Let us let the scales fall from our eyes.

  • David_Blake

    The Queensland copper Bill Hayden once described Peacock as the “fag end of the Peter Stuyvesant Jet Set.”

  • James Franklin

    Near the end of Peter Coleman’s remarkable essay on the frenzy of political life there’s something about being part of the “demoralized rabble” of the Federal party in Peacock’s time http://www.the-rathouse.com/2012/peter-coleman-leaves.html

  • Harry Lee

    James Franklin, thank you for the Coleman piece.
    What Coleman did and what he says in his essay tell us something important, viz: In a democracy, if politicians only oil the machinery, the machinery goes all the way Left. After Askin, Bolte, Hamer, Joh, Court left the scene, everything slid to the Left. But it was not for want of leaders, not really. It was for want of Proper Ordinary Australians. The majority of voters had come to reject any suggestion that they could not have everything they wanted -material goodies, virtue, anti-marxism, civil safety, proper education -for nothing. The Whitlam fiasco opened the floodgates, and the Fraser boat was simply swept leftward by the rushing waters. And here we are today, fully animated by Leftist anti-Truth, bullied by anti-Westernist commissars and their agents in all institutions. Many of these commissars and their agents are recent entry non-Europeans. And Australia is soon to become a quarry&farm slave-holding of China, under the local supervision of the ALP.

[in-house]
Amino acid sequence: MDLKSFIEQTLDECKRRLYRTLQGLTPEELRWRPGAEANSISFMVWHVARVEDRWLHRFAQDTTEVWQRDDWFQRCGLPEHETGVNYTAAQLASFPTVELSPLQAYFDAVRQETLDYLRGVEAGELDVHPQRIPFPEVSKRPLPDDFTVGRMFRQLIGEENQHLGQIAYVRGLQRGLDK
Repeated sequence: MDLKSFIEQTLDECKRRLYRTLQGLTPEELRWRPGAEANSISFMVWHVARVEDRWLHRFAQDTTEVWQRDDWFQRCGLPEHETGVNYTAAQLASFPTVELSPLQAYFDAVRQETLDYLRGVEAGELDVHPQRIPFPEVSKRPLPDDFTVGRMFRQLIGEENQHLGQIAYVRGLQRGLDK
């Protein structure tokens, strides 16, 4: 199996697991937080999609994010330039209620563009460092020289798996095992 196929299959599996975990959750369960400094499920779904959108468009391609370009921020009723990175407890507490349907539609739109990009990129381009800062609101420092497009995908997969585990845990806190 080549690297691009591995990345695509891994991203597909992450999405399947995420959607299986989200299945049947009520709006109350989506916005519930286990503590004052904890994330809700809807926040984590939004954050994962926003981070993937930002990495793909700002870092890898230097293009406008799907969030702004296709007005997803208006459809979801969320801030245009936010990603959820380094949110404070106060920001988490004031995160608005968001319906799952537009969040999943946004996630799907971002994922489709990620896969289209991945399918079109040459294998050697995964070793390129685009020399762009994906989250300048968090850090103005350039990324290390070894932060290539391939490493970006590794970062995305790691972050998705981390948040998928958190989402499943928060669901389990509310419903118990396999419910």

• Geoffrey Luck

    The Peacock panegyric also fatally over-praised his initiatives in Papua New Guinea, crediting him with gar-sighted support for early independence. Not so. Peacock merely hopped on the tail of Whitlam’s disastrous interventions in support of Tolai malcontents and Sepik chancers to yell: “Me too!” It reinforced the suspicion that he never really understood anything about anything.